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Secrets of long-term-care success from award-winning industry leaders

No one disputes the importance of the long-term-care and senior-living industry. But too few truly take the time to celebrate it.

Staff in long-term-care (LTC) and senior-living communities perform a vital service. The very best of them not only see to their customers’ care needs, but also go further, creating an environment that feels like home. These organizations—and the people within them—are among the hardest-working in healthcare. They deserve special recognition.

That’s why NRC Health created the Customer Approved and Employee Approved Awards for senior care.

Award-winners were selected by Net Promoter Score, as measured by results from NRC Health’s 2018 Resident and Family Member Experience and Employee Experience surveys. For each category, only the 20 top-performing organizations—those with the highest percentages of  “would recommend” respondents—qualified.

In this article, three leaders from these award-winning organizations share the secrets to their success.

– David Franz, Director of Mission Integration, a Customer Approved Award winner from Austin-based Ascension.

– Tammy Jo Painter, VP of Compliance and Operations, a Customer and Employee Approved Award winner from American Medical Facilities Management (AMFM) in West Virginia.

– Beth Dault, VP of Social Work Services, a Customer Approved Award winner from National Healthcare Corporation (NHC) in Tennessee.

Their insights reveal that, while no two communities approach care the same way, there are three universal principles behind building a high-performing organization.

Engage the staff

The biggest point of consensus? An engaged staff is crucial to any senior-living community’s success. Each of these winning organizations has found a remarkable way to find—and keep—dedicated employees.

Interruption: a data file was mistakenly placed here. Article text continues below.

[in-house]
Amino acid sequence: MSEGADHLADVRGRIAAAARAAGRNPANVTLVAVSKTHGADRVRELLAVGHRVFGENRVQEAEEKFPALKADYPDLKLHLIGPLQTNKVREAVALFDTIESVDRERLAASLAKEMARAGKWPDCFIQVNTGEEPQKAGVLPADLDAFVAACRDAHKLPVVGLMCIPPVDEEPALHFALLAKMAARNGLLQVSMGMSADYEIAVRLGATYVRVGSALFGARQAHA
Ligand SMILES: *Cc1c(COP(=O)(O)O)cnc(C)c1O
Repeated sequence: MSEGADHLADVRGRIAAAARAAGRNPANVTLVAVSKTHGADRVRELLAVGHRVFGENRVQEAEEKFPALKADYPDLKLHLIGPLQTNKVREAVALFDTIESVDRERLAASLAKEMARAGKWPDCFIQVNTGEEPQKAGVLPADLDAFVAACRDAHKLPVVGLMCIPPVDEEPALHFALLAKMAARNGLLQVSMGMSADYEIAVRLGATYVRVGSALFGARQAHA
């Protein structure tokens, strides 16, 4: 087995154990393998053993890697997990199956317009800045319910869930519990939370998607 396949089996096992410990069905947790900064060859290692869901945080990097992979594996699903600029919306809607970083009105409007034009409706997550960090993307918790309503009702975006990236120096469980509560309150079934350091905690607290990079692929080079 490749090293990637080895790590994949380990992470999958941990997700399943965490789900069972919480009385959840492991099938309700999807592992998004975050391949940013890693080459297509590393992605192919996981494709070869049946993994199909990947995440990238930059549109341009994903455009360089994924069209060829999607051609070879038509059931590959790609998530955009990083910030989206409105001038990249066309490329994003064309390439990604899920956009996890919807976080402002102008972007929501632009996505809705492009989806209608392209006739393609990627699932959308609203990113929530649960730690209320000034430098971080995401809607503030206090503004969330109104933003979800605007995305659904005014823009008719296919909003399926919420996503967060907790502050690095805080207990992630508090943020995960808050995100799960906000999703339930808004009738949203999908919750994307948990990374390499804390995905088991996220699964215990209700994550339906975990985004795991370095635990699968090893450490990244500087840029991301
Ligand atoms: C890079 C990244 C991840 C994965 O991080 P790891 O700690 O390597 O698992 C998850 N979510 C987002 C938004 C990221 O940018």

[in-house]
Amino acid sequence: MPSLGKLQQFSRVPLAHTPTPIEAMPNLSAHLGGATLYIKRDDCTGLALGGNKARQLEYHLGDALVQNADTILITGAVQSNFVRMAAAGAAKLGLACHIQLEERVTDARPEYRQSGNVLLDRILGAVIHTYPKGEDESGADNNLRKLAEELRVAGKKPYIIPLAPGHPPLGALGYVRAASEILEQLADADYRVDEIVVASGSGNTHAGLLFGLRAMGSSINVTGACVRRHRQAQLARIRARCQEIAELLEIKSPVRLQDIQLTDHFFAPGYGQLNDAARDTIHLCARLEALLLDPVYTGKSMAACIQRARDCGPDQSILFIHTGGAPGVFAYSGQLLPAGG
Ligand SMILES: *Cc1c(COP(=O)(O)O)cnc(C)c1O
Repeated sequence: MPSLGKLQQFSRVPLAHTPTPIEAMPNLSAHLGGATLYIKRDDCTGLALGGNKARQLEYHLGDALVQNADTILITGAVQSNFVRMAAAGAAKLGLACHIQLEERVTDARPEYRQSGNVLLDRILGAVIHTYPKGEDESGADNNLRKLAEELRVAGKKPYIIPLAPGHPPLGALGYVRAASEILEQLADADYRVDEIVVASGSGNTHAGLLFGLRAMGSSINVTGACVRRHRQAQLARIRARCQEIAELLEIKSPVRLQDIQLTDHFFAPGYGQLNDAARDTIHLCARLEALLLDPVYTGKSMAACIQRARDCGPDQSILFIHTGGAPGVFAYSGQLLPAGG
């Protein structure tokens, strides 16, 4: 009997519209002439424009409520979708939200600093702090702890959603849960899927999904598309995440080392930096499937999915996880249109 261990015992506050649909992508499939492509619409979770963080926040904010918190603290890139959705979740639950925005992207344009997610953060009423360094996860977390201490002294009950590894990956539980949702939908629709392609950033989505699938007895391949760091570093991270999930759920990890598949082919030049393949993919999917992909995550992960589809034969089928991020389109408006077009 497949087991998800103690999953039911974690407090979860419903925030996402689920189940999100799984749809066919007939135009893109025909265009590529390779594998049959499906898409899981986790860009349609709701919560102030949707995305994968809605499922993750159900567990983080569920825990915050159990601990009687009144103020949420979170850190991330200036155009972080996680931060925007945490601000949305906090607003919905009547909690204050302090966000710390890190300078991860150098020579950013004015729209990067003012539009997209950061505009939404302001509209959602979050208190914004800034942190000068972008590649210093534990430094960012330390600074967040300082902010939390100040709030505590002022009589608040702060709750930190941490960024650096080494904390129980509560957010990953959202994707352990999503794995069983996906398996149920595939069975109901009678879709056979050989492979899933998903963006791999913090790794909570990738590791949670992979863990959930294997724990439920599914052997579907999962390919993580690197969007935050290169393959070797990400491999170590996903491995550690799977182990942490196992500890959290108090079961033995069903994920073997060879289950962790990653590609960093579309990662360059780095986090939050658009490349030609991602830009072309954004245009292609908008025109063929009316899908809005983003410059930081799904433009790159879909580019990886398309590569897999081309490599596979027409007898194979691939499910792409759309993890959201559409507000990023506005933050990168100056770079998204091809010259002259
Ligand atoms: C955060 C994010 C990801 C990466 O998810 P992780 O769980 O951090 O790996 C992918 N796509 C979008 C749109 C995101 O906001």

NHC grows its leaders

“There’s a very well-observed correlation between happy patients and happy partners,” says Dault. “And we call them ‘partners’ because that’s how we see them, and how we want them to see themselves.”

NHC takes the long view on keeping their employees in the fold. The organization’s robust incentives show just how much it’s willing to invest in its people.

“We’re committed to growing our own leaders internally,” Dault says. “We have tuition reimbursement programs and a two-year-long training program for future administrators. That’s unique in our industry.”

Also unique is NHC’s outstanding employee retention. They’ve had several housekeepers who have gone on to become directors of nursing and regional supervisors. One administrator who went through the training program has been with NHC for over 40 years.

“When we commit to our staff, they commit to our residents. It’s as simple as that,” Dault says.

AMFM encourages healthy competition

Painter recommends that multi-site long-term-care organizations embrace a spirit of radical transparency. Not only does that build trust with resident and family members—it’s also extremely motivating for the staff.

“Our facilities are very competitive with one another,” Painter says. “If one facility gets a 100% would-recommend score, it fires up all of their peers.”

No matter which facility comes out on top, the clear winners in these competitions are AMFM’s customers.